Every Friday when picking out my outfit for weekend drinks.  Every Sunday choosing my office attire for the week.  Any super-short-coifed naturalista knows the struggle to define her style on an ongoing basis while maintaining the fine balance between being too over-the-top and being outright mistaken for a man.  Now don’t get me wrong – when I put a little effort into it, I clean up very well with my super-short fade.  However, I know more than a few times a week, I find myself in a style rut for any number of reasons but mostly because busyness drains my energy to out effort into my look.  Nonetheless, when I do put myself together, I usually follow these few tenets before I go out in style.


Splash on colour.  Hair, skin, nails – any splash of colour can – and will – do the trick.  This can include a hair colour or some highlights, but a bold hue in the eyeshadow or lipstick can not only complement a great outfit, it can actually make the outfit.  Personally, experimenting with colour on super-short hair can be a lot of fun, but keeping a few favourite tones in the makeup and nail polish drawers is imperative.


Add the accessories.   They can dress up or dress down the most basic ensemble, whether it’s a piece of jewellery, a handbag or a pair of shoes.  Usually one conversation-starting piece can be enough or a few coordinated pieces, like a jewellery set or handbag and shoes.  I’m a personal fan of oversized sunglasses for the most part, but at an indoors event, chunky jewellery is almost always good for making a statement.


Bring a bit of drama.  Yes, bring the drama – just make sure it’s only to your ensemble! Whether it’s showing off a little bit of curves, a sliver of skin or a drastic eyeliner, giving your outfit an edge is almost always mandatory.  Personally showing off a curve here or there is inherent in an outfit, but every so often there’s a time when a little more drama like stark eyeliner or showing off some skin (or even a bit of both!) is very very necessary.


Nurture the naturale.  This one is important and should never be forgotten – making sure that you look good underneath the outfit is paramount.  Keeping physically fit; drinking lots of water; getting in the right amount of nutrients; protecting one’s skin from the elements – these are all key elements to keeping you as (if not even more) beautiful without your outfit as you are in it.  Taking care of your body and treating your hair, skin and nails well from the inside out is the most important style secret for any naturalista, no matter how busy we get.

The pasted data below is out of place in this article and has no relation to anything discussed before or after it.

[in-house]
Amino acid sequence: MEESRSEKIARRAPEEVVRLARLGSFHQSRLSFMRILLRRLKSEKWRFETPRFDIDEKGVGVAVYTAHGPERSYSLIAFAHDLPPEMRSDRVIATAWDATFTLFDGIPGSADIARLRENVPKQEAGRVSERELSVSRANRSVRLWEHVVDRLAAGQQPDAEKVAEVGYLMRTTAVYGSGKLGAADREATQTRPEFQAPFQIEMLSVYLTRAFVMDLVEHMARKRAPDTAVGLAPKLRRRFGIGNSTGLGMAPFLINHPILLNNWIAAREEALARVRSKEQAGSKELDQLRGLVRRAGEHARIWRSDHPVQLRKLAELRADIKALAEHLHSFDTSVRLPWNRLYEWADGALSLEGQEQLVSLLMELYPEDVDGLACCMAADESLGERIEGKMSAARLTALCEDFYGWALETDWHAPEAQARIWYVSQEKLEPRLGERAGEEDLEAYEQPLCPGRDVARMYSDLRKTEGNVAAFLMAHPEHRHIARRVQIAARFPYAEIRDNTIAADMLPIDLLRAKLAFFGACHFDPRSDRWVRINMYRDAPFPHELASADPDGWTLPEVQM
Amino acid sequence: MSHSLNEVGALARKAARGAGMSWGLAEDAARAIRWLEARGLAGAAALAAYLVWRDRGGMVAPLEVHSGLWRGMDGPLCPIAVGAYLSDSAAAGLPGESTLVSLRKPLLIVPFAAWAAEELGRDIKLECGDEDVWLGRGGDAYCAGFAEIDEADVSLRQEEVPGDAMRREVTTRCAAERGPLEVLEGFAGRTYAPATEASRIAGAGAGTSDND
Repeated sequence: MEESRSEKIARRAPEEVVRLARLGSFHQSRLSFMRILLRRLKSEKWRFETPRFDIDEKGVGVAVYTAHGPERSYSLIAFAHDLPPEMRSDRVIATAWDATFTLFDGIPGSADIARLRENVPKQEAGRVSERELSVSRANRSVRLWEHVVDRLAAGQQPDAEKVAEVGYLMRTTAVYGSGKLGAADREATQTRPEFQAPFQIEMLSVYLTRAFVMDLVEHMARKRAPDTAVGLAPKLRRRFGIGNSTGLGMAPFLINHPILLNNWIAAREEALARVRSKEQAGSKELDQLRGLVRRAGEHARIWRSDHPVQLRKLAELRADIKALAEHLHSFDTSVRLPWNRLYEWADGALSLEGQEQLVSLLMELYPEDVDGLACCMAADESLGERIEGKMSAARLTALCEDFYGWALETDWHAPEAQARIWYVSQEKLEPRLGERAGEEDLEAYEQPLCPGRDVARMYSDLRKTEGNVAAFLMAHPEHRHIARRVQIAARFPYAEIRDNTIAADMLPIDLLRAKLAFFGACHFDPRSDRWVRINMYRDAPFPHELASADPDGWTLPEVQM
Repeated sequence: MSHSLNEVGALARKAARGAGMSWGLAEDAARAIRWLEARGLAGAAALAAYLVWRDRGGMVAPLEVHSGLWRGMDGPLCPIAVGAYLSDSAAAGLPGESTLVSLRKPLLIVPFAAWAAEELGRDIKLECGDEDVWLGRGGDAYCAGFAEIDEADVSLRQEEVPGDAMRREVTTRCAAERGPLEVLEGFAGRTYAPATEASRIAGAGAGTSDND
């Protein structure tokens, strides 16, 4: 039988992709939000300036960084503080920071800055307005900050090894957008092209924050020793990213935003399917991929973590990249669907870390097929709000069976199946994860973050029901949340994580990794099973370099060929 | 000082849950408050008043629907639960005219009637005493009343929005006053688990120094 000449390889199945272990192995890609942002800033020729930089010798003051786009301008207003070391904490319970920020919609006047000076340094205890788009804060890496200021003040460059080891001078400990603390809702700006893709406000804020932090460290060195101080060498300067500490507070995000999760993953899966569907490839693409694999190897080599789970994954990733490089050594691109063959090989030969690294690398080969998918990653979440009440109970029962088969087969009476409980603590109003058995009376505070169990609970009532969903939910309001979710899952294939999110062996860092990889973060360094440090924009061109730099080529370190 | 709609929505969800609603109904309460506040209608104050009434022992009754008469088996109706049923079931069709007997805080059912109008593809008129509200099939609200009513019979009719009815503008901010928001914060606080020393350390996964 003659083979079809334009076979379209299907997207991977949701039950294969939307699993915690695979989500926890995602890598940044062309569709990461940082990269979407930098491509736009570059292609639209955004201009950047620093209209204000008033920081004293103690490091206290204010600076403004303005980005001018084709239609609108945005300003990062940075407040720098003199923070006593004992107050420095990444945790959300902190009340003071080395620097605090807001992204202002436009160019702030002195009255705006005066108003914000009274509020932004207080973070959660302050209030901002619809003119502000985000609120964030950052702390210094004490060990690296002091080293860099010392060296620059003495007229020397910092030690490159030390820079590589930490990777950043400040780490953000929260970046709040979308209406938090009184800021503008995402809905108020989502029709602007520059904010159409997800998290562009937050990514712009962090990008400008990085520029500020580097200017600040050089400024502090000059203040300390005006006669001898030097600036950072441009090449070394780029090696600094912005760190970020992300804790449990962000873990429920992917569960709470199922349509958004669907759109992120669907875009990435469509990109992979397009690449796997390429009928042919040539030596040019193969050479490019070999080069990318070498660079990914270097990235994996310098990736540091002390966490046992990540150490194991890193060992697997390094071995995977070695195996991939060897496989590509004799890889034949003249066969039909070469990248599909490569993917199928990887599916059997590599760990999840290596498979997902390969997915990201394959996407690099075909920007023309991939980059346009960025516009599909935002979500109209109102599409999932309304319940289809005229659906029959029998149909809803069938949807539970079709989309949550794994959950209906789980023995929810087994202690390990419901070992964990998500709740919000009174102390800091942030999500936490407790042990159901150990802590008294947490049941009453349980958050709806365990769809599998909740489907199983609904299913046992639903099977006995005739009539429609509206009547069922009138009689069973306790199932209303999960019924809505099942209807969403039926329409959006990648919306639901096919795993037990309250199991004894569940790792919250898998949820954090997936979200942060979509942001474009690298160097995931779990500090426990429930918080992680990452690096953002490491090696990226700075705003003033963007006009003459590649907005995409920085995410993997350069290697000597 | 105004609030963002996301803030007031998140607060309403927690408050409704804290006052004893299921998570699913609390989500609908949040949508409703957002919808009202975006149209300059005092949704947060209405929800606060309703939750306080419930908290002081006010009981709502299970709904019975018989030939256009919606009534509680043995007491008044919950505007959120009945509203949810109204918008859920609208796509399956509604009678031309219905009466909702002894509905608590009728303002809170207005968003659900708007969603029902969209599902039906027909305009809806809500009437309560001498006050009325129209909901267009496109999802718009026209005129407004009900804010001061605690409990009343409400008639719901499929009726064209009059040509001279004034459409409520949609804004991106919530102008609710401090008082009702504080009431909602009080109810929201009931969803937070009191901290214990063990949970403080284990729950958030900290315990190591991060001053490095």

Colour, accessories and a little bit of drama.

Colour, accessories and a little bit of drama.

The teeny weeny afro (TWA) – keys to maintenance.

Okay, not a lot of people are like me – many people love the thought of spending an entire day (sometimes two!) in the hair salon between the shampoo basin and the stylist chair.  “I love sitting in the stylist chair for eight hours at a time!”, said no one I know, like ever.  While some of us have more than enough time to spare on doing hair alone, a lot of us prefer being very concise when it comes to making sure our hair is looking groomed.  Granted, being a naturalista in and of itself can be time-consuming with the plethora of information out there to wade through, but keeping a TWA or any short ‘do as a naturalista can be done and maintained.  Personally, I made the conscientious decision about a year ago to maintain a super short coif as a naturalista and since then, I’ve learned a few key things that keep my routine as low-maintenance as I can possibly get it.